Do yourself a favor and check out this wonderful film with at least 16 proverbial grains of salt, and try not to take yourself so serious. There is always time to enjoy the world of arthouse cinema and expressionist asphyxiation centered around one’s purpose in this finite existence and blah, blah, blah. Every once in a while, just have some FUN! Enjoy a low budget, purposefully corny, and grindhouse like fun for once. I always think about Sydney Pollack’s line in the film Husbands and Wives, when he was talking about his new girlfriend during his separation with Judy Davis, in which he describes a film his new girlfriend rented that was “dopey” and “stupid”, as well as something that his very serious all the damn time  wife would have never let in the house. And the pure joy on his face in that scene is incredible! Of course the girlfriend was an idiot and he got back with Davis in the end, but you see the point, right? Live a little!

And yes Folks, I just managed to squeeze in a reference to a pretentious Woody Allen picture in a review about a film that is about a man of the cloth (“claw” as the tagline would say, which is brilliant) who is able to turn into a dinosaur when he is angry and is convinced by a prostitute to act like Batman with his new found ability. Also ninjas.

Art, Folks. Art.


The Brendan Steere directed classic-in-the-making will premiere on DVD and Digital August 13th on such platforms as iTunes, Comcast, Spectrum, Dish, Vudu, Amazon, Fandango and Sling. A Blu-ray release will follow September 17.




Zoe Eisenberg [Interview]


Aloha Folks, and Happy Friday to you all. Today we have a wonderful interview that we sort of teased to you all during our Sunday Matinee this week, and one that you are absolutely going to love! It’s Zoe Eisenberg! Zoe is a writer, director, and producer of the incredible indie film we previously gushed over entitled Stoke. And in between the time of our coverage of the film and this interview, the film is now available! It is seriously one of the best films of the year, and an absolute must see.

And after checking out this lovely film, I simply had to reach out to the folks involved with the making of this genius piece of art, and Zoe was kind enough to take some time out of her busy life on the big island to answer a few questions. We discuss Stoke in detail, the film community of Hawaii, and what made her want to join the world of filmmaking, which we are so damn delighted that she did, as she is a rare gem in a sea of mediocrity and has been creating some of the best work in recent years.

So Folks, please enjoy some wonderful words from an incredibly talented individual, the great Zoe Eisenberg!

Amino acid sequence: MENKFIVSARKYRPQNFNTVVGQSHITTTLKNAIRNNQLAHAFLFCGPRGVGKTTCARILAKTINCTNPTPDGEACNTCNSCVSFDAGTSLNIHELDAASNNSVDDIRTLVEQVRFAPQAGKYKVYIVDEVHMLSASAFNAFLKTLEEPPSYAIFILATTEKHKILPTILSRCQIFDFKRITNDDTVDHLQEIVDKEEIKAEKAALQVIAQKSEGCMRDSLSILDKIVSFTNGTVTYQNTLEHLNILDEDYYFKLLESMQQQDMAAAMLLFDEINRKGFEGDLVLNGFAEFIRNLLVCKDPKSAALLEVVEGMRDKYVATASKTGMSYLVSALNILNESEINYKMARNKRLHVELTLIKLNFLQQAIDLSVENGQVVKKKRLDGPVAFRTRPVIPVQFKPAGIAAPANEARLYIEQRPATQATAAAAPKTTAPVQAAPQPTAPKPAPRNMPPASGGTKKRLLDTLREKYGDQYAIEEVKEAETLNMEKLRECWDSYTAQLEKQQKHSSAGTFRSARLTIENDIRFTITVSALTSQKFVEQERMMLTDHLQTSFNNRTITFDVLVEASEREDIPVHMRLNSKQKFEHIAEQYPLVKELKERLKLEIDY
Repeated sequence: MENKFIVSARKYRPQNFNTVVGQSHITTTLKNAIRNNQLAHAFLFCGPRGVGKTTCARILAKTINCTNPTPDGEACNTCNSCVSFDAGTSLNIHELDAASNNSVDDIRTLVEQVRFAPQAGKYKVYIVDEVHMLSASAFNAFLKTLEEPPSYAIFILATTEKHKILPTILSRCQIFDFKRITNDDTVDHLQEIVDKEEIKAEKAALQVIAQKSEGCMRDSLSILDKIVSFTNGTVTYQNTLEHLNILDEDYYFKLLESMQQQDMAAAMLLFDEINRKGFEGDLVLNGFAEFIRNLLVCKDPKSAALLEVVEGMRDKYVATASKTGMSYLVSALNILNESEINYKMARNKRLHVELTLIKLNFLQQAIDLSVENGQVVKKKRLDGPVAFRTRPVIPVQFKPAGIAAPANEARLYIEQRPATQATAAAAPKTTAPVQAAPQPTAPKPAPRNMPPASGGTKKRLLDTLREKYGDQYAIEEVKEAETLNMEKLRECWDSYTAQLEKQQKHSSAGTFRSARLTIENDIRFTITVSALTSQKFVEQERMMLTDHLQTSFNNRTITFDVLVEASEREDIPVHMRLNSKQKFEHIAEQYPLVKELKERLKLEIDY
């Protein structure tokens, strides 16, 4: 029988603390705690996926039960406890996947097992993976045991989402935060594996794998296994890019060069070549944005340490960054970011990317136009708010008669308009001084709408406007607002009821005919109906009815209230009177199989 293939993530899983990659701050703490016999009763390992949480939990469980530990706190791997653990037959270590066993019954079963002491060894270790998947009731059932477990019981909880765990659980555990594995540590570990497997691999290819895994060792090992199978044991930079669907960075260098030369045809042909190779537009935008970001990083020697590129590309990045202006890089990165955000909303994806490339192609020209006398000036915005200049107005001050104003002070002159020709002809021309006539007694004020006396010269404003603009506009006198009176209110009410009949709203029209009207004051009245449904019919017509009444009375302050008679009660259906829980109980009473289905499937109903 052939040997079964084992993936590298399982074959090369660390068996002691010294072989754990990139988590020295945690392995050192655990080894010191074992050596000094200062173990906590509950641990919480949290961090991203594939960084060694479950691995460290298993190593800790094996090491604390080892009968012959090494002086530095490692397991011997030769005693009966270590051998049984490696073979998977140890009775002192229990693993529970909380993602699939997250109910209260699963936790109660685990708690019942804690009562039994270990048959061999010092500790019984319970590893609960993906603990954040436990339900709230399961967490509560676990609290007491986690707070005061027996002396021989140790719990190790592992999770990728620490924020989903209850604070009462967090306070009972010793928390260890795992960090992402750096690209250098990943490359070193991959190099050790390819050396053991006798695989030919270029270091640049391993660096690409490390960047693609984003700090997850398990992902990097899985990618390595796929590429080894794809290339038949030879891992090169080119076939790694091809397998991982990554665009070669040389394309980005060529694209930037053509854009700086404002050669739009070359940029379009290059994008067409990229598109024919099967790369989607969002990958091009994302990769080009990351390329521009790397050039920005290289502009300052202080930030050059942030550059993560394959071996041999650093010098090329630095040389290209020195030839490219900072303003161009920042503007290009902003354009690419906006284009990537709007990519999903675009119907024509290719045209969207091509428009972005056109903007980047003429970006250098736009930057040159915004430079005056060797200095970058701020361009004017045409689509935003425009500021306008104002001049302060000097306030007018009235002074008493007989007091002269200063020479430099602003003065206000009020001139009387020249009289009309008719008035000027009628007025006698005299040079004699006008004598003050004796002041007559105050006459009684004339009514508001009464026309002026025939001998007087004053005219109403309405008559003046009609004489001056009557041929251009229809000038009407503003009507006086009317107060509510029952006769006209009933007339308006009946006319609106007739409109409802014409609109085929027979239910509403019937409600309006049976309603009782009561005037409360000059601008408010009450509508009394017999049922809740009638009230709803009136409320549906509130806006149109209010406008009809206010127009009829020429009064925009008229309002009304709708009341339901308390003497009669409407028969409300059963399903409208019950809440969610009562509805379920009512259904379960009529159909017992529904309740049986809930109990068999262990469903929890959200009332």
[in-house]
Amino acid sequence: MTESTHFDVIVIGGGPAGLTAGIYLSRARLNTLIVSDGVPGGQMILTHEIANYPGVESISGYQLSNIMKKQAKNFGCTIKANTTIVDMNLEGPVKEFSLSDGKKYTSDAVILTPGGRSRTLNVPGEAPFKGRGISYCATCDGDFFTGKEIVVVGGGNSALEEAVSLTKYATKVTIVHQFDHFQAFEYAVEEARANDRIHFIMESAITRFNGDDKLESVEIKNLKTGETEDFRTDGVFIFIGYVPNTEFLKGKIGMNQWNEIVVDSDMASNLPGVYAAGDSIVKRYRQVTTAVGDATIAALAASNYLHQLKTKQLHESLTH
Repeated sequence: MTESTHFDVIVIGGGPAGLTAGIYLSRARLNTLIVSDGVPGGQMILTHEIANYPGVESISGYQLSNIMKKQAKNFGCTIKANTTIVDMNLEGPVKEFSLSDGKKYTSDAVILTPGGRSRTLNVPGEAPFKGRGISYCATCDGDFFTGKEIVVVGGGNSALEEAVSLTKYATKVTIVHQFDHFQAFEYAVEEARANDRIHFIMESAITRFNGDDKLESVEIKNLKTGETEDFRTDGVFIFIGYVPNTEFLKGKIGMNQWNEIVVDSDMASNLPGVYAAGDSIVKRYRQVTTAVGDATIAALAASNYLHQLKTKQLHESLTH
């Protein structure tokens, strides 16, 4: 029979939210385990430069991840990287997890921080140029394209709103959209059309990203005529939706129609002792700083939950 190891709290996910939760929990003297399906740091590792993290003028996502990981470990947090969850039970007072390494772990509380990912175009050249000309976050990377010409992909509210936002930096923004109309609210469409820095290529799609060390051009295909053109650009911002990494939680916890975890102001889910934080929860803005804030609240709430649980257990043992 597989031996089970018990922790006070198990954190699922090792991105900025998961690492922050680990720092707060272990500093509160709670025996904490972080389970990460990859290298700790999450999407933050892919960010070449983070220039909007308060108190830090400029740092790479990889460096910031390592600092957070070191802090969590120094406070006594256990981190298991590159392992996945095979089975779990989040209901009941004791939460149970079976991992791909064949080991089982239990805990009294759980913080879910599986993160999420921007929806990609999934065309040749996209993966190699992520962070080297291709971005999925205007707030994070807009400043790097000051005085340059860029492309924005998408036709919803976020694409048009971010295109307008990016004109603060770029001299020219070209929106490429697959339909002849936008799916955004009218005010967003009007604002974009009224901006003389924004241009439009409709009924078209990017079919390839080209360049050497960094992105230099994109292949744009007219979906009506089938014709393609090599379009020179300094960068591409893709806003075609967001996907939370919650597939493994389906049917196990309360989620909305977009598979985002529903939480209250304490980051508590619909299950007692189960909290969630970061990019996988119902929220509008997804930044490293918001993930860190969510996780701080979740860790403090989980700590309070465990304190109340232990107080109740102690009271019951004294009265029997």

What inspired you to get into the world of film? Was it an early aspiration you can always remember having? Or did you just happen to find yourself in this world one day?

I’ve always been interested in storytelling, and my formal education is in creative writing, so I entered filmmaking from the screenwriting side. My best friend from high school, Phillips Payson, is a filmmaker, and in 2013 he asked me to write a screenplay for him. I did, and then I ended up producing that film as well, because we needed a producer and I’ve always had a knack for project management. During that process I found out I love producing (and Phillips, it turned out, plot twist, we just got married). That first film we did is called Throuple, a weird dark comedy also set on Hawaii island, where we live. Since Throuple, we’ve done three more films together– a short, a documentary called Aloha From Lavaland, and Stoke, our fourth film but our second narrative feature.

What was your very first paid gig in the world of film production? And where there any sort of lessons learned from this experience that you still use in your work today?

My trajectory in film production has been pretty scrappy – most of the film production work I’ve had I hired myself for. I didn’t take the traditional route of becoming a PA and working my way up, I fell into filmmaking and have since worn so many hats. I’ve been a PA, AD, props, costuming, wardrobe, makeup, I’ve wrangled extras, I’ve done a lot, because in the kind of micro-budget filmmaking I do, you don’t often have a budget to bring on someone else, so you figure out how to do a lot yourself. My sets are not the kind of sets where someone says, as not my job. That said, I’ve always had a team of people to help me, and I couldn’t have done it without them–but typically I’ve been working with a team of 10 to 20 instead of 100 or more, like on larger films.

I recently had the pleasure of checking out one of your latest films, Stoke, which was absolutely amazing. So what made you want to tell this story?